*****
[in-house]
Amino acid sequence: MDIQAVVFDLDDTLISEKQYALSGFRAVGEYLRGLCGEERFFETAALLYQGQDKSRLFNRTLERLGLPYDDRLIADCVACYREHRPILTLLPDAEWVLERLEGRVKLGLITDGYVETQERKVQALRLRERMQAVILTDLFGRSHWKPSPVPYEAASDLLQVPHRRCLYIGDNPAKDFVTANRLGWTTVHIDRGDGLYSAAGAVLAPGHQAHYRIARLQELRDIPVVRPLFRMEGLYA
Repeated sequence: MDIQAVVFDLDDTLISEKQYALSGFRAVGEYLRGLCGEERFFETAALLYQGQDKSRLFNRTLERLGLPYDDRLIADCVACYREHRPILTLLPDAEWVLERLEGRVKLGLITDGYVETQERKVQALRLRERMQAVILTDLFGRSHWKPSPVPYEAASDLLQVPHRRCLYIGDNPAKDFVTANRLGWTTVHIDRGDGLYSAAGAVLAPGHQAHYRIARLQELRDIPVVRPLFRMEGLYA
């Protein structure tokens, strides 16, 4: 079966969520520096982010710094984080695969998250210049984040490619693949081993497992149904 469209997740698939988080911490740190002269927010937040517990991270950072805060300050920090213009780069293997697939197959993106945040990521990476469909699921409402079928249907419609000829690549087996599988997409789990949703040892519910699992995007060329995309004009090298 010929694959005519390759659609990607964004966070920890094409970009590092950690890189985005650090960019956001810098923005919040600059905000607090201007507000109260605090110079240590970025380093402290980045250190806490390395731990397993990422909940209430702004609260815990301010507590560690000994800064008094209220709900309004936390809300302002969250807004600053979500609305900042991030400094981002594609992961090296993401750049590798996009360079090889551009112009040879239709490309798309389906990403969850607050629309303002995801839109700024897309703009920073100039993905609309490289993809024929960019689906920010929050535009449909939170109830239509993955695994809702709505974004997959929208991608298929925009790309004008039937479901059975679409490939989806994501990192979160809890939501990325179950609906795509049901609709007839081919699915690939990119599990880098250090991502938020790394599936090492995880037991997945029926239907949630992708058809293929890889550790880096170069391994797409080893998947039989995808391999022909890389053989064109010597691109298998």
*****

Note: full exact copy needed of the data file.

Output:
[in-house]
Amino acid sequence: MDIQAVVFDLDDTLISEKQYALSGFRAVGEYLRGLCGEERFFETAALLYQGQDKSRLFNRTLERLGLPYDDRLIADCVACYREHRPILTLLPDAEWVLERLEGRVKLGLITDGYVETQERKVQALRLRERMQAVILTDLFGRSHWKPSPVPYEAASDLLQVPHRRCLYIGDNPAKDFVTANRLGWTTVHIDRGDGLYSAAGAVLAPGHQAHYRIARLQELRDIPVVRPLFRMEGLYA
Repeated sequence: MDIQAVVFDLDDTLISEKQYALSGFRAVGEYLRGLCGEERFFETAALLYQGQDKSRLFNRTLERLGLPYDDRLIADCVACYREHRPILTLLPDAEWVLERLEGRVKLGLITDGYVETQERKVQALRLRERMQAVILTDLFGRSHWKPSPVPYEAASDLLQVPHRRCLYIGDNPAKDFVTANRLGWTTVHIDRGDGLYSAAGAVLAPGHQAHYRIARLQELRDIPVVRPLFRMEGLYA
């Protein structure tokens, strides 16, 4: 079966969520520096982010710094984080695969998250210049984040490619693949081993497992149904 469209997740698939988080911490740190002269927010937040517990991270950072805060300050920090213009780069293997697939197959993106945040990521990476469909699921409402079928249907419609000829690549087996599988997409789990949703040892519910699992995007060329995309004009090298 010929694959005519390759659609990607964004966070920890094409970009590092950690890189985005650090960019956001810098923005919040600059905000607090201007507000109260605090110079240590970025380093402290980045250190806490390395731990397993990422909940209430702004609260815990301010507590560690000994800064008094209220709900309004936390809300302002969250807004600053979500609305900042991030400094981002594609992961090296993401750049590798996009360079090889551009112009040879239709490309798309389906990403969850607050629309303002995801839109700024897309703009920073100039993905609309490289993809024929960019689906920010929050535009449909939170109830239509993955695994809702709505974004997959929208991608298929925009790309004008039937479901059975679409490939989806994501990192979160809890939501990325179950609906795509049901609709007839081919699915690939990119599990880098250090991502938020790394599936090492995880037991997945029926239907949630992708058809293929890889550790880096170069391994797409080893998947039989995808391999022909890389053989064109010597691109298998």